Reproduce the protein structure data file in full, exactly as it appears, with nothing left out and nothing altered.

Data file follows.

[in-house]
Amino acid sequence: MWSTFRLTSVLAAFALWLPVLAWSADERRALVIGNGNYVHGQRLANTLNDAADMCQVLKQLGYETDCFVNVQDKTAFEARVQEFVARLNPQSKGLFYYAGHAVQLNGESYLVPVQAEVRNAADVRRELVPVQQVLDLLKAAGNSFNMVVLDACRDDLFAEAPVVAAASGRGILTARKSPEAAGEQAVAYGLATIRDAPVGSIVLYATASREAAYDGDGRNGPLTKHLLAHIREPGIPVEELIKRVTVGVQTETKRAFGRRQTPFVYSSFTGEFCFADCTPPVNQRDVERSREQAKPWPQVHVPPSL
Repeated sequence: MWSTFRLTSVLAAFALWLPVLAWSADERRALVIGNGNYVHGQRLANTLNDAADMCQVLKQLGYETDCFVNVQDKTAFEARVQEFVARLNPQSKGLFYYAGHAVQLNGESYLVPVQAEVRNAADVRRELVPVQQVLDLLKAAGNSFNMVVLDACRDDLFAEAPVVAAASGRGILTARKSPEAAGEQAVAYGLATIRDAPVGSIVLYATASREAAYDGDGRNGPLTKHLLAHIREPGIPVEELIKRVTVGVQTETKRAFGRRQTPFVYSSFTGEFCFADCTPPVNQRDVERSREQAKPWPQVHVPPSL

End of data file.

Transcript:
[in-house]
Amino acid sequence: MWSTFRLTSVLAAFALWLPVLAWSADERRALVIGNGNYVHGQRLANTLNDAADMCQVLKQLGYETDCFVNVQDKTAFEARVQEFVARLNPQSKGLFYYAGHAVQLNGESYLVPVQAEVRNAADVRRELVPVQQVLDLLKAAGNSFNMVVLDACRDDLFAEAPVVAAASGRGILTARKSPEAAGEQAVAYGLATIRDAPVGSIVLYATASREAAYDGDGRNGPLTKHLLAHIREPGIPVEELIKRVTVGVQTETKRAFGRRQTPFVYSSFTGEFCFADCTPPVNQRDVERSREQAKPWPQVHVPPSL
Repeated sequence: MWSTFRLTSVLAAFALWLPVLAWSADERRALVIGNGNYVHGQRLANTLNDAADMCQVLKQLGYETDCFVNVQDKTAFEARVQEFVARLNPQSKGLFYYAGHAVQLNGESYLVPVQAEVRNAADVRRELVPVQQVLDLLKAAGNSFNMVVLDACRDDLFAEAPVVAAASGRGILTARKSPEAAGEQAVAYGLATIRDAPVGSIVLYATASREAAYDGDGRNGPLTKHLLAHIREPGIPVEELIKRVTVGVQTETKRAFGRRQTPFVYSSFTGEFCFADCTPPVNQRDVERSREQAKPWPQVHVPPSL